Sunday 17th December – Psalm 89
1 I will sing of the Lord’s great love forever;
with my mouth I will make your faithfulness known
through all generations.
2 I will declare that your love stands firm forever,
that you have established your faithfulness in heaven itself.
3 You said, “I have made a covenant with my chosen one,
I have sworn to David my servant,
4 ‘I will establish your line forever
and make your throne firm through all generations.’”
5 The heavens praise your wonders, Lord,
your faithfulness too, in the assembly of the holy ones.
6 For who in the skies above can compare with the Lord?
Who is like the Lord among the heavenly beings?
7 In the council of the holy ones God is greatly feared;
he is more awesome than all who surround him.
8 Who is like you, Lord God Almighty?
You, Lord, are mighty, and your faithfulness surrounds you.
9 You rule over the surging sea;
when its waves mount up, you still them.
10 You crushed Rahab like one of the slain;
with your strong arm you scattered your enemies.
11 The heavens are yours, and yours also the earth;
you founded the world and all that is in it.
12 You created the north and the south;
Tabor and Hermon sing for joy at your name.
13 Your arm is endowed with power;
your hand is strong, your right hand exalted.
14 Righteousness and justice are the foundation of your throne;
love and faithfulness go before you.
15 Blessed are those who have learned to acclaim you,
who walk in the light of your presence, Lord.
16 They rejoice in your name all day long;
they celebrate your righteousness.
17 For you are their glory and strength,
and by your favor you exalt our horn.
18 Indeed, our shield belongs to the Lord,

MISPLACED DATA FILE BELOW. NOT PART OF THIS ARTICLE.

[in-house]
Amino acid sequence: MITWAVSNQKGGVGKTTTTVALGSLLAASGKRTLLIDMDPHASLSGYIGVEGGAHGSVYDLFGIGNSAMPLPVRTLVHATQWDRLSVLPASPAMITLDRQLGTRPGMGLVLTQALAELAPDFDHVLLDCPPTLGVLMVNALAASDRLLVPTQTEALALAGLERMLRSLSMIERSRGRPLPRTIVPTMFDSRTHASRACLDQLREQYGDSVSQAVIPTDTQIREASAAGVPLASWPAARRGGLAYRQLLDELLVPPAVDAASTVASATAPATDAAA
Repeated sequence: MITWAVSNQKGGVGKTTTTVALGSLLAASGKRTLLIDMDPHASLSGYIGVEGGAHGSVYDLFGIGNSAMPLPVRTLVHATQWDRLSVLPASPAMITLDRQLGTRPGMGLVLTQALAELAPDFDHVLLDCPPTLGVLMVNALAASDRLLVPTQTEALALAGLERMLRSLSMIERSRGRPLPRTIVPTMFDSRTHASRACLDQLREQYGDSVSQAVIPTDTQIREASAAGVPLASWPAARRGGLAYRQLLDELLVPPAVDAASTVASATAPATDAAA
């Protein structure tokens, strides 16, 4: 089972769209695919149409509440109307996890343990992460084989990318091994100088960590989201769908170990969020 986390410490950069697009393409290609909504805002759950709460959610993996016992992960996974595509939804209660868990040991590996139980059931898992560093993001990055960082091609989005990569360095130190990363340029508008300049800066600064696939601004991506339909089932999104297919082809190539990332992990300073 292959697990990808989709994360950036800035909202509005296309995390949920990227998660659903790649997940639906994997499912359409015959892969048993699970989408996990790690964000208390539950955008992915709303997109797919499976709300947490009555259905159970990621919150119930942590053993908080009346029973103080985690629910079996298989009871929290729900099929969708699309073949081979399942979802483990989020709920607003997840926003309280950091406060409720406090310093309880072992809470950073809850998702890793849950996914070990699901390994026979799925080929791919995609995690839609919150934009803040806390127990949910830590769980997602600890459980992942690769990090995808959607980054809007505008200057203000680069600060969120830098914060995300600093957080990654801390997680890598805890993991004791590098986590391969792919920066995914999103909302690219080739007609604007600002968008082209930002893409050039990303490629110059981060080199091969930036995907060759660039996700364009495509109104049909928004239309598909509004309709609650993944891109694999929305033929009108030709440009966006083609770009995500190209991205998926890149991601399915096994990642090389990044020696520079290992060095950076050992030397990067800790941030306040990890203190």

our king to the Holy One of Israel.
19 Once you spoke in a vision,
to your faithful people you said:
“I have bestowed strength on a warrior;
I have raised up a young man from among the people.
20 I have found David my servant;
with my sacred oil I have anointed him.
21 My hand will sustain him;
surely my arm will strengthen him.
22 The enemy will not get the better of him;
the wicked will not oppress him.
23 I will crush his foes before him
and strike down his adversaries.
24 My faithful love will be with him,
and through my name his horn will be exalted.
25 I will set his hand over the sea,
his right hand over the rivers.
26 He will call out to me, ‘You are my Father,
my God, the Rock my Savior.’
27 And I will appoint him to be my firstborn,
the most exalted of the kings of the earth.
28 I will maintain my love to him forever,
and my covenant with him will never fail.
29 I will establish his line forever,
his throne as long as the heavens endure.
30 “If his sons forsake my law
and do not follow my statutes,
31 if they violate my decrees
and fail to keep my commands,
32 I will punish their sin with the rod,
their iniquity with flogging;
33 but I will not take my love from him,
nor will I ever betray my faithfulness.
34 I will not violate my covenant
or alter what my lips have uttered.
35 Once for all, I have sworn by my holiness—
and I will not lie to David—
36 that his line will continue forever
and his throne endure before me like the sun;
37 it will be established forever like the moon,
the faithful witness in the sky.”
38 But you have rejected, you have spurned,
you have been very angry with your anointed one.
39 You have renounced the covenant with your servant
and have defiled his crown in the dust.
40 You have broken through all his walls
and reduced his strongholds to ruins.
41 All who pass by have plundered him;
he has become the scorn of his neighbors.
42 You have exalted the right hand of his foes;
you have made all his enemies rejoice.